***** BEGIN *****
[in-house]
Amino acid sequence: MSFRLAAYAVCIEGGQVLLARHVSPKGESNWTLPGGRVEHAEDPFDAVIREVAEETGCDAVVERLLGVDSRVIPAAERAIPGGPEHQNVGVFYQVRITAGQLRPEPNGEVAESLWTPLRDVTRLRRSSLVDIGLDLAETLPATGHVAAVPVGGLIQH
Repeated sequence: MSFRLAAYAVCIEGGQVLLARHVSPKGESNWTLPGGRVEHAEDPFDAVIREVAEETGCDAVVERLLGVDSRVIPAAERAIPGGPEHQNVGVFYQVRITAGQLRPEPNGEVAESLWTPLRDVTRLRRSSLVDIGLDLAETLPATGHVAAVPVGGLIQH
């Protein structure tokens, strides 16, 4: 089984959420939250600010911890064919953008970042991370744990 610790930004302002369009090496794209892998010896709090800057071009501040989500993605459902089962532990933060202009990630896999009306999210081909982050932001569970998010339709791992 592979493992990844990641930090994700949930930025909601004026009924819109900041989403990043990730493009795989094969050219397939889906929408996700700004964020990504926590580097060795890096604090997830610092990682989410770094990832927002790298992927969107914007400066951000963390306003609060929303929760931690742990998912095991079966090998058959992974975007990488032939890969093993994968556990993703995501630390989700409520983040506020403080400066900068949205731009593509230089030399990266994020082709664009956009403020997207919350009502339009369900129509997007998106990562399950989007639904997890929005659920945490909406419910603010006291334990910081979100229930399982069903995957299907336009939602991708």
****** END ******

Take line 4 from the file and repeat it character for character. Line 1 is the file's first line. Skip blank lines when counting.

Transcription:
């Protein structure tokens, strides 16, 4: 089984959420939250600010911890064919953008970042991370744990 610790930004302002369009090496794209892998010896709090800057071009501040989500993605459902089962532990933060202009990630896999009306999210081909982050932001569970998010339709791992 592979493992990844990641930090994700949930930025909601004026009924819109900041989403990043990730493009795989094969050219397939889906929408996700700004964020990504926590580097060795890096604090997830610092990682989410770094990832927002790298992927969107914007400066951000963390306003609060929303929760931690742990998912095991079966090998058959992974975007990488032939890969093993994968556990993703995501630390989700409520983040506020403080400066900068949205731009593509230089030399990266994020082709664009956009403020997207919350009502339009369900129509997007998106990562399950989007639904997890929005659920945490909406419910603010006291334990910081979100229930399982069903995957299907336009939602991708």